In his seminal work on the role of high-frequency traders in global stock markets, Michael Lewis quotes Charlie Munger, Warren Buffett's right hand man.
Mr Munger said that high-frequency trading was "the functional equivalent of letting a lot of rats into a granary".
The central thesis of Flash Boys, which is published, with an updated final chapter, in paperback this week, is that electronic trading has rigged the market against ordinary investors, particularly in America.
Computer algorithms allow high-frequency trading (HFT) firms to "get ahead" of institutions investing on behalf of our pension funds and savings schemes.
Because HFT firms execute deals in tiny fractions of seconds they are able to "front run" human traders who are buying stocks and make a small "skim" on the deal by pushing prices up or down.
Although each "skim" is tiny, the overall effect, according to Mr Lewis, is that billions of dollars are being lost by investors to HFT firms which have inserted themselves into the market.
This, Mr Lewis says, is tantamount to rigging the market. When his original book came out last year Entertainment Weekly said: "If you own stock you need to read Flash Boys - and then call your broker."
I caught up with Mr Lewis yesterday during his short visit to Britain from his home in California. He told me that what was happening in America was a threat to markets in Europe and Asia.
"It is inserting itself everywhere," he said.
"High-frequency traders pay for an advanced look at [market] information so they are in an unfair position. They know the prices before the ordinary investors they are trading against.
"If you can trade at light speed, you can make thousands and thousands of trades in a second.
"It is offensive to me that you have essentially rich traders skimming off of middle class savers. Weaving that unfairness into the financial markets especially at a time when inequality is a problem seems crazy to me."
Mr Lewis says the major question is how to structure markets for stocks and shares as well as bonds and currencies as computers slowly and inexorably take over from human traders.
Martin Wheatley, the head of the markets watchdog the Financial Conduct Authority, has said that high-frequency trading now accounts for 30% of business on the UK equity market. In America it is higher.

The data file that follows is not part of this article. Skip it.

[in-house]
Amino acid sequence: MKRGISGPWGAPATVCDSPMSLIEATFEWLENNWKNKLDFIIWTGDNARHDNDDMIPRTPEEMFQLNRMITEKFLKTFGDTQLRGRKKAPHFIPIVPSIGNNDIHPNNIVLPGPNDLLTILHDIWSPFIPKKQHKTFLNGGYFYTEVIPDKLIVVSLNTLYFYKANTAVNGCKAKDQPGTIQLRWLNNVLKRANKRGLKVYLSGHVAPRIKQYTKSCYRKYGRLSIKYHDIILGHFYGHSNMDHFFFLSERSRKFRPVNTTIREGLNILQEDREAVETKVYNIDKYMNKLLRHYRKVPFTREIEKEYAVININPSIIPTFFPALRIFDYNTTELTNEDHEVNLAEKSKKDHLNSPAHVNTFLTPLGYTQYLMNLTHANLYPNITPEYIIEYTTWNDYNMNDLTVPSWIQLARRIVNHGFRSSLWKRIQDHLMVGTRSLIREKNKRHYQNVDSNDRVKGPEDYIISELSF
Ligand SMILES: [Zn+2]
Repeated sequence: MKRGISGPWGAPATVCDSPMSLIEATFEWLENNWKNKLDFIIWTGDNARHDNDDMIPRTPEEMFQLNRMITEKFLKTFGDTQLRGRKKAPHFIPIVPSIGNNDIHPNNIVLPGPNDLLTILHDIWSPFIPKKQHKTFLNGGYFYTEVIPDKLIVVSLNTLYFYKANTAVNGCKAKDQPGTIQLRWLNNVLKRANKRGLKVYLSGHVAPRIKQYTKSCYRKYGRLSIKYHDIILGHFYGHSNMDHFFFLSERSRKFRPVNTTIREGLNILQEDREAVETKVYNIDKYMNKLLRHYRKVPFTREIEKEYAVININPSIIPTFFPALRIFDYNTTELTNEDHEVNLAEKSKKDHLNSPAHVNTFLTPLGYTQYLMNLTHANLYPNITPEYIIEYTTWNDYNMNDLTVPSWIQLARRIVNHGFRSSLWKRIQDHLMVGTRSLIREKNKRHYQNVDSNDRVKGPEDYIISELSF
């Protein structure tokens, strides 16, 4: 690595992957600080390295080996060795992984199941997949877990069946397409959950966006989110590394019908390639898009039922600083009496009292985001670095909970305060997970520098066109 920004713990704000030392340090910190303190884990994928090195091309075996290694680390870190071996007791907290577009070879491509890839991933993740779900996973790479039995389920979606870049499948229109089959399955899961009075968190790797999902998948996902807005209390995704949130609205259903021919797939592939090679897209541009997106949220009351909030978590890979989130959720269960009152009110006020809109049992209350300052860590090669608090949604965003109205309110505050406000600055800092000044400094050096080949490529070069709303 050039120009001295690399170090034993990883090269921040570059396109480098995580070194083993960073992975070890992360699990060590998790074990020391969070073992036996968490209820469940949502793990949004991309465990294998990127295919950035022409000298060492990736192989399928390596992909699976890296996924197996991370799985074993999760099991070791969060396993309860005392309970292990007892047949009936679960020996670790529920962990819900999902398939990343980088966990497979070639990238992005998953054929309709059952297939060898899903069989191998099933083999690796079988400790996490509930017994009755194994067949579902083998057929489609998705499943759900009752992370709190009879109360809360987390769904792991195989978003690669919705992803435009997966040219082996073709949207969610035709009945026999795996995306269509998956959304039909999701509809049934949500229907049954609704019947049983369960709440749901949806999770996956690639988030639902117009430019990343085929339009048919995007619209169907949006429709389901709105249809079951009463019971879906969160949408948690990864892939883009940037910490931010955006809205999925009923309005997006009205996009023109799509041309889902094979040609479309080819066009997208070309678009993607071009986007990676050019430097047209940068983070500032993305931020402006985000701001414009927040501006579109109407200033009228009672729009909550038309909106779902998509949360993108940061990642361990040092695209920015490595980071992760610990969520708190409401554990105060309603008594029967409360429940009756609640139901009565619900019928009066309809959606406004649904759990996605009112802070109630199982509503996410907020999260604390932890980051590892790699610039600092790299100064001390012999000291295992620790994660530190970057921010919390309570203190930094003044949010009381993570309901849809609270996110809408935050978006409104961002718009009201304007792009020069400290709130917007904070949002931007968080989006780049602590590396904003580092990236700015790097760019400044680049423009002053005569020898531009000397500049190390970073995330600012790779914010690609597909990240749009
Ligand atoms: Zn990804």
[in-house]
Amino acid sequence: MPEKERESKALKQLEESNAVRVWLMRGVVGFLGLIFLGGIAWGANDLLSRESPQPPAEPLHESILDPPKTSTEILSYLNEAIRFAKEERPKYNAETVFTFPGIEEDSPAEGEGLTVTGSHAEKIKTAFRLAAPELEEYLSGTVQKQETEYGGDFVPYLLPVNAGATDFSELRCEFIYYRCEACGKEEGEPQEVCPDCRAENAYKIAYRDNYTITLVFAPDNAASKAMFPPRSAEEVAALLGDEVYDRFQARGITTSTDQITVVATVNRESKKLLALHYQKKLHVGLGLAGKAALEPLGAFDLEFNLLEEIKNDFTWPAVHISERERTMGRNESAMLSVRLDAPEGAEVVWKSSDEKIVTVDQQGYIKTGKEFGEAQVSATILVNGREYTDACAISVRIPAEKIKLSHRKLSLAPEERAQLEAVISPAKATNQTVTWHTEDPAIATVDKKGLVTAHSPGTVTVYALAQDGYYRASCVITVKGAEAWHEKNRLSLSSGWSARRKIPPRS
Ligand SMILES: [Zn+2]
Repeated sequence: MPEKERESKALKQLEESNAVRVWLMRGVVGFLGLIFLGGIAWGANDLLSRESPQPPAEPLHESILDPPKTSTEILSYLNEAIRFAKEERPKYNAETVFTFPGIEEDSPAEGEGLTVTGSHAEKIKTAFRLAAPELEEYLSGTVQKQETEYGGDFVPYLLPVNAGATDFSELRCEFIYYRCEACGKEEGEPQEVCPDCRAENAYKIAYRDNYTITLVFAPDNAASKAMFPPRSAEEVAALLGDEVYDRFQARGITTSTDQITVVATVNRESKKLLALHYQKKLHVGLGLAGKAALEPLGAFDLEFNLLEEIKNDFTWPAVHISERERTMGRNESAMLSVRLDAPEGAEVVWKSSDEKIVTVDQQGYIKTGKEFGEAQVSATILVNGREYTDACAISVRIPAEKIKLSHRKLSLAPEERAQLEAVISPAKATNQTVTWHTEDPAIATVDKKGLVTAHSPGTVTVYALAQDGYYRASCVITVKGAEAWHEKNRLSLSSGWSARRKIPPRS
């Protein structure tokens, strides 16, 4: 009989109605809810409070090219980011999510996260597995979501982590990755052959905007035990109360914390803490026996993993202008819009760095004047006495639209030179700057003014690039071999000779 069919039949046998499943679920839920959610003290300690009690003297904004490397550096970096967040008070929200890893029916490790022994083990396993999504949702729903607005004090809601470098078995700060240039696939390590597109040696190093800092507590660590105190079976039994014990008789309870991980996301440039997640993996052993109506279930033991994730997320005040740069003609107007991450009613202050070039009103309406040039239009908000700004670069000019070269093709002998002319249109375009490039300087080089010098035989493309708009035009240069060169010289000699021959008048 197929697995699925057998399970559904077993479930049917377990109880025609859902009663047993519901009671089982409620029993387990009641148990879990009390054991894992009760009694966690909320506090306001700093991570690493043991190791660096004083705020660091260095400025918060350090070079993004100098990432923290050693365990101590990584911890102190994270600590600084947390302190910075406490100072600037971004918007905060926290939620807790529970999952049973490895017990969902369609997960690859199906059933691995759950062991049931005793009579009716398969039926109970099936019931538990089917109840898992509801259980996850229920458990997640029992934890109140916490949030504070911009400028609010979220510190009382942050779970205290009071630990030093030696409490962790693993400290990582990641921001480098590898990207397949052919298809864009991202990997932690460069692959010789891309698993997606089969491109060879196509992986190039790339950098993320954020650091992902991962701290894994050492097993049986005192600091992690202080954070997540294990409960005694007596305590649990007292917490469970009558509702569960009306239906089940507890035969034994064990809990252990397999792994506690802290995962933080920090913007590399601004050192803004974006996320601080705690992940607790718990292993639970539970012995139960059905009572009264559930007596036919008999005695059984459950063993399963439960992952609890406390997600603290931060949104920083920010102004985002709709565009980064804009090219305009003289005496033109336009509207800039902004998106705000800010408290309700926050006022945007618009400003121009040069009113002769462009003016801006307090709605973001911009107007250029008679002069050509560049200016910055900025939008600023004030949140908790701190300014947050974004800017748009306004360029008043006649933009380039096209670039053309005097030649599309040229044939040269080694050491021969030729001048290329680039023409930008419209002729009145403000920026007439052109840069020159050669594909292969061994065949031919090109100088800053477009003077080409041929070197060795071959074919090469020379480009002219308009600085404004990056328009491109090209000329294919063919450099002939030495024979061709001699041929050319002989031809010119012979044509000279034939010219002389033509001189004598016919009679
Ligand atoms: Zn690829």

Mr Lewis says that it is unclear - certainly in the US at least - whether the regulators are going to do anything about what he says is such a major problem.
One reason, he argues, is the "revolving door" between the Wall Street banks and firms engaged in high-frequency trading and the regulators themselves. A "cosy club" has grown up, he says.
But, although that may be the case, Mr Lewis actually argues that the story of Flash Boys is one of hope.
And that's because the main witness in his book, Brad Katsuyama, a trader at the Royal Bank of Canada, has set up an exchange called IEX which seeks to eliminate "predatory opportunities created by speed".
Goldman Sachs, for example, has committed to IEX, and is the exchange's biggest source of orders.
"There is a path through the market [to a solution]," Mr Lewis told me. "The main characters in Flash Boys set out not only to expose the problem but to fix it.
"They built a market place that they think is a fair market place where investors meet on equal terms."
Of course, there are many people who disagree with Mr Lewis's thesis.
They argue that computer based trading has brought efficiency to the market and the creation of many more opportunities to execute trades, thereby increasing "liquidity" or the ability of the market to move investors' cash to the businesses that need it to expand.
Rebecca Healey, of the market expert Tabb Group, said in a blog last December: "Lewis did highlight the issue of predatory HFT activity [but] many participants have already addressed this issue and have adapted trading strategies and their use of technology in order to engage with HFT constructively.
"Automation delivers choice and fosters lower commissions - which benefit the end investor.
"The claims that the buy side have been ripped off for years may have held sway a decade ago, but I have sat in countless meetings with buy-side and sell-side firms and vendors - all working together to improve the market place.
"Here in Europe if you are not endeavouring to fix the problem, you are part of the problem."
Mr Lewis is not convinced, saying that perverse incentives to make ever greater profits means that culture change in financial services is glacial, if happening at all.
"When the incentives are screwed up the behaviour is screwed up," he said. "And it creates a culture where screwed up behaviour is normal, it is even praised because it increases profits.
"Unless you change the incentives, you won't change anything else."